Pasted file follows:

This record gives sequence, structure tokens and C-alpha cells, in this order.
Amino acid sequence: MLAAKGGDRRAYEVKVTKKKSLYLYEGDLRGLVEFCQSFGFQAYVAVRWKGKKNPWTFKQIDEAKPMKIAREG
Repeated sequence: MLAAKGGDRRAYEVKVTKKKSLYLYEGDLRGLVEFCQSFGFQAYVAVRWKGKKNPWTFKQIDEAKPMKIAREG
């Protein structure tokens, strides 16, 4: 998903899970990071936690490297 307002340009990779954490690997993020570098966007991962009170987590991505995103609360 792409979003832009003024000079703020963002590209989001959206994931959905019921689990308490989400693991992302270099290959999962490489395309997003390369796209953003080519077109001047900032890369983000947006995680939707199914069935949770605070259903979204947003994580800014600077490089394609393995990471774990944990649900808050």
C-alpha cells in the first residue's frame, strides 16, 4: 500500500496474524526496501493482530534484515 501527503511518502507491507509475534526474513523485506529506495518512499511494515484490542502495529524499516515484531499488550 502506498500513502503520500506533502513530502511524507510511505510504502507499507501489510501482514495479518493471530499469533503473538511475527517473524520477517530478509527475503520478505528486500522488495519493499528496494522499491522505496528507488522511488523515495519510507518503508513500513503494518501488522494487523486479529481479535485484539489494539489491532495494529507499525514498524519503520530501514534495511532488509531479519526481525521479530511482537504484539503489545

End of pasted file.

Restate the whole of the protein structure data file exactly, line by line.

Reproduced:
This record gives sequence, structure tokens and C-alpha cells, in this order.
Amino acid sequence: MLAAKGGDRRAYEVKVTKKKSLYLYEGDLRGLVEFCQSFGFQAYVAVRWKGKKNPWTFKQIDEAKPMKIAREG
Repeated sequence: MLAAKGGDRRAYEVKVTKKKSLYLYEGDLRGLVEFCQSFGFQAYVAVRWKGKKNPWTFKQIDEAKPMKIAREG
């Protein structure tokens, strides 16, 4: 998903899970990071936690490297 307002340009990779954490690997993020570098966007991962009170987590991505995103609360 792409979003832009003024000079703020963002590209989001959206994931959905019921689990308490989400693991992302270099290959999962490489395309997003390369796209953003080519077109001047900032890369983000947006995680939707199914069935949770605070259903979204947003994580800014600077490089394609393995990471774990944990649900808050």
C-alpha cells in the first residue's frame, strides 16, 4: 500500500496474524526496501493482530534484515 501527503511518502507491507509475534526474513523485506529506495518512499511494515484490542502495529524499516515484531499488550 502506498500513502503520500506533502513530502511524507510511505510504502507499507501489510501482514495479518493471530499469533503473538511475527517473524520477517530478509527475503520478505528486500522488495519493499528496494522499491522505496528507488522511488523515495519510507518503508513500513503494518501488522494487523486479529481479535485484539489494539489491532495494529507499525514498524519503520530501514534495511532488509531479519526481525521479530511482537504484539503489545